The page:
The Horse Race Insider is a privately owned magazine. All copyrights reserved. “Bet with your head, not over it.”

The Conscience of Thoroughbred Racing


By HRI Staff — In the first half of 2023, 28 thoroughbred racehorses passed away at PA racetracks, which is five less than in the same time in 2022. The contrast between the two years is significant since this is the first full year since PA’s new racehorse protection laws went into effect.

Twenty of the 2023 fatalities occurred at Parx, close to Philadelphia, and eight occurred at Penn National, close to Harrisburg. Presque Isle, which is close to Erie, has a synthetic track and is said to have fewer races but had no fatalities. Of the fatalities, eleven occurred during races, eight occurred during training, and the other deaths occurred in stalls or other areas around the track.

The Broad View

Racehorse fatalities have raised public awareness. Currently, Saratoga Race Course in New York is under heavy scrutiny since seven horses there died in less than a month, including an unbeaten three-year-old whose death was shown on national television. Twelve horses perished at Churchill Downs, the site of the Kentucky Derby, in a brief time leading up to the event earlier this year.

From 2010 to 2022, over 1,600 thoroughbred racehorses in PA lost their lives while competing, training, or boarding at a racecourse. Included among them were 85 in 2021 and 73 in 2022.

Leaders in the horse racing industry are aware that they must take every precaution to reduce the number of fatalities or else the sport would be banned due to public outcry. Various sites and publications also voiced their concerns. Just recently, commented on racehorse deaths, expressing their concern over the situation.

While the interest in the sport has risen significantly in 2022, it required some major changes. PA has reacted with a comprehensive safety strategy aimed at lowering racehorse fatalities, notably in the most popular kind of racing, thoroughbred racing.

Pennsylvania Battling Racehorse Deaths

The Equine Safety and Welfare Plan consists of a dozen measures, including independent evaluation of the racing surfaces at the three thoroughbred racetracks in the state; increased veterinary monitoring of morning workouts; new medication controls; stricter criteria for which horses are deemed fit enough to race; and a new hotline to receive anonymous reports of wrongdoing involving horses.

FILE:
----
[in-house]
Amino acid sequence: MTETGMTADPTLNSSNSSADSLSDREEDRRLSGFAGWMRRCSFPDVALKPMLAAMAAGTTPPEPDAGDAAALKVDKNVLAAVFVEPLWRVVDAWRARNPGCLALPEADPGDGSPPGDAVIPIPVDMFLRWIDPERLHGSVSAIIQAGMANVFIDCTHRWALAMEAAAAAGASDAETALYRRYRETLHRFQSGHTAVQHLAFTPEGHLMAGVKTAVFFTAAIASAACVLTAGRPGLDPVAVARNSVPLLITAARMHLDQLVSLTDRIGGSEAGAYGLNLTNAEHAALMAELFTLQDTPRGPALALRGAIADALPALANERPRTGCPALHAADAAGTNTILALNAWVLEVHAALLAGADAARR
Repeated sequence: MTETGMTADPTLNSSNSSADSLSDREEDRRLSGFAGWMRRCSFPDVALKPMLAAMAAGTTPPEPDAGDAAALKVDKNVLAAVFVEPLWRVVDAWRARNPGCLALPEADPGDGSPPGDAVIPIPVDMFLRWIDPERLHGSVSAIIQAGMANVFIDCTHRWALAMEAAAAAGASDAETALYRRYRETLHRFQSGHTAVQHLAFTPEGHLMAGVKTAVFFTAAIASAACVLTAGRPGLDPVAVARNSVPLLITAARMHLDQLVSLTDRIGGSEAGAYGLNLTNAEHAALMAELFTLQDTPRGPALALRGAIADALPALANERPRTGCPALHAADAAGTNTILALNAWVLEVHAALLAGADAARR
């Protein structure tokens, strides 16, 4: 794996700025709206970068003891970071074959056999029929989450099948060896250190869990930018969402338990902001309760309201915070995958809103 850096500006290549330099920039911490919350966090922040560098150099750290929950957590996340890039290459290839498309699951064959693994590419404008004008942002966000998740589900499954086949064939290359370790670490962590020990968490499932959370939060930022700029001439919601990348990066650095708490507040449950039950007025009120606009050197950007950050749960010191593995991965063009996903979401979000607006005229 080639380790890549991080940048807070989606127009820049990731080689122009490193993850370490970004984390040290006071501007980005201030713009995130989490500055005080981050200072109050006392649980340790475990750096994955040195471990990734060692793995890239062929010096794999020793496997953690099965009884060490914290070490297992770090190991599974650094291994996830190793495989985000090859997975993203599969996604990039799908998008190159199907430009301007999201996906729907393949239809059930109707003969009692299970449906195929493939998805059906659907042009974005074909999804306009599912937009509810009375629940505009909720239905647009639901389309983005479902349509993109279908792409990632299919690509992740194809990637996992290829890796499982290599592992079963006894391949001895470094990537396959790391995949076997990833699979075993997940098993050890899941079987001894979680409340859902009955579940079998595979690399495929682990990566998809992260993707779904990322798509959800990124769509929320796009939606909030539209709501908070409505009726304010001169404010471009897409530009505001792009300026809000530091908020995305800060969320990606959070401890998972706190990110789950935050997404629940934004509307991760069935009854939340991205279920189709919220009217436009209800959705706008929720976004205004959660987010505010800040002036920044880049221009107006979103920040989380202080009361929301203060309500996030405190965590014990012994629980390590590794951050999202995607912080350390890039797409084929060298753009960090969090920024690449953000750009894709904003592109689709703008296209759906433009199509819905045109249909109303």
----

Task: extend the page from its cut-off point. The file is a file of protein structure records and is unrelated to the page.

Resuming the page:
According to experts, accumulating injuries that cause complete breakdown during racing or training and are often covered up or made worse by medicines are the main causes of death for thoroughbred racehorses. Racehorses that get leg injuries are often put to death due to variables including the size of thoroughbreds and the difficulties in immobilizing them for surgery.

Thoroughbreds are also predisposed to severe harm genetically. Because they have been bred for speed and strength for many years, they have enormous muscles but relatively weak legs. They walk with strides of at least 20 feet, weigh around 1,100 pounds, and often travel at close to 40 mph. However, their forelegs are very sensitive and prone to breakage.

Facebook Share
Twitter Share
LinkedIn Share

⚠ Before you comment

Our staff likes nothing better than to engage with the HRI Faithful and provide a forum for interaction on horseracing and sports. In that spirit, please be kind and reasonable; keep the language clean, and the tone civil. Comments from those who cannot comply will be deleted. Thank you.

Leave a Reply

Your email address will not be published. Required fields are marked *